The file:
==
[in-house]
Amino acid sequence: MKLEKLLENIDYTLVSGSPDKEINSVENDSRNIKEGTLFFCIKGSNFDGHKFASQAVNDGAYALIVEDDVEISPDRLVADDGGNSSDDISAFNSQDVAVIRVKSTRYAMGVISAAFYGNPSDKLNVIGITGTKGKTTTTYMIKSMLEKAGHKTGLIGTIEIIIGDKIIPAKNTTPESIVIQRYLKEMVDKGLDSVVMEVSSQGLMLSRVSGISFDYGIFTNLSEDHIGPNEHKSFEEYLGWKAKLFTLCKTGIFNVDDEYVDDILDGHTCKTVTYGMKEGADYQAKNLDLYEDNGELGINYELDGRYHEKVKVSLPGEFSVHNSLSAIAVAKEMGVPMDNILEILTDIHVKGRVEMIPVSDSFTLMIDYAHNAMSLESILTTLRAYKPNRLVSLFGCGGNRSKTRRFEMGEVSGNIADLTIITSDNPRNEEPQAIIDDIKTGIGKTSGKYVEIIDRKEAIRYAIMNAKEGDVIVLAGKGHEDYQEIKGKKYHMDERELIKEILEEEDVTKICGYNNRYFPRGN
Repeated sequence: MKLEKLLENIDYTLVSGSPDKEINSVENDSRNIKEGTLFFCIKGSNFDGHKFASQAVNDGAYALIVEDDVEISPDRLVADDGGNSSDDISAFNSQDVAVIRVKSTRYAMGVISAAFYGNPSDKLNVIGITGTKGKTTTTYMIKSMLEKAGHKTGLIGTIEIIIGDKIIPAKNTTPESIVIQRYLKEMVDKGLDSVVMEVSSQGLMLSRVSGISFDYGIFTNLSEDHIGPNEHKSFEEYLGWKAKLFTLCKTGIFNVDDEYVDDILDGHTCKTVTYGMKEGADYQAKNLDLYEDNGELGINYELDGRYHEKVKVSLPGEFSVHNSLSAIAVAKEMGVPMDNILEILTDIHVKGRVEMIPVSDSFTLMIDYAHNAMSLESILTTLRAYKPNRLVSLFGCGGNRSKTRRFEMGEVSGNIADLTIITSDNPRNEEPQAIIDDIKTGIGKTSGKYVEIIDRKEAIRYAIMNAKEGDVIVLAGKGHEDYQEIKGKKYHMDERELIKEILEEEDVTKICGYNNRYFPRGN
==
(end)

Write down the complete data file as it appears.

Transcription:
[in-house]
Amino acid sequence: MKLEKLLENIDYTLVSGSPDKEINSVENDSRNIKEGTLFFCIKGSNFDGHKFASQAVNDGAYALIVEDDVEISPDRLVADDGGNSSDDISAFNSQDVAVIRVKSTRYAMGVISAAFYGNPSDKLNVIGITGTKGKTTTTYMIKSMLEKAGHKTGLIGTIEIIIGDKIIPAKNTTPESIVIQRYLKEMVDKGLDSVVMEVSSQGLMLSRVSGISFDYGIFTNLSEDHIGPNEHKSFEEYLGWKAKLFTLCKTGIFNVDDEYVDDILDGHTCKTVTYGMKEGADYQAKNLDLYEDNGELGINYELDGRYHEKVKVSLPGEFSVHNSLSAIAVAKEMGVPMDNILEILTDIHVKGRVEMIPVSDSFTLMIDYAHNAMSLESILTTLRAYKPNRLVSLFGCGGNRSKTRRFEMGEVSGNIADLTIITSDNPRNEEPQAIIDDIKTGIGKTSGKYVEIIDRKEAIRYAIMNAKEGDVIVLAGKGHEDYQEIKGKKYHMDERELIKEILEEEDVTKICGYNNRYFPRGN
Repeated sequence: MKLEKLLENIDYTLVSGSPDKEINSVENDSRNIKEGTLFFCIKGSNFDGHKFASQAVNDGAYALIVEDDVEISPDRLVADDGGNSSDDISAFNSQDVAVIRVKSTRYAMGVISAAFYGNPSDKLNVIGITGTKGKTTTTYMIKSMLEKAGHKTGLIGTIEIIIGDKIIPAKNTTPESIVIQRYLKEMVDKGLDSVVMEVSSQGLMLSRVSGISFDYGIFTNLSEDHIGPNEHKSFEEYLGWKAKLFTLCKTGIFNVDDEYVDDILDGHTCKTVTYGMKEGADYQAKNLDLYEDNGELGINYELDGRYHEKVKVSLPGEFSVHNSLSAIAVAKEMGVPMDNILEILTDIHVKGRVEMIPVSDSFTLMIDYAHNAMSLESILTTLRAYKPNRLVSLFGCGGNRSKTRRFEMGEVSGNIADLTIITSDNPRNEEPQAIIDDIKTGIGKTSGKYVEIIDRKEAIRYAIMNAKEGDVIVLAGKGHEDYQEIKGKKYHMDERELIKEILEEEDVTKICGYNNRYFPRGN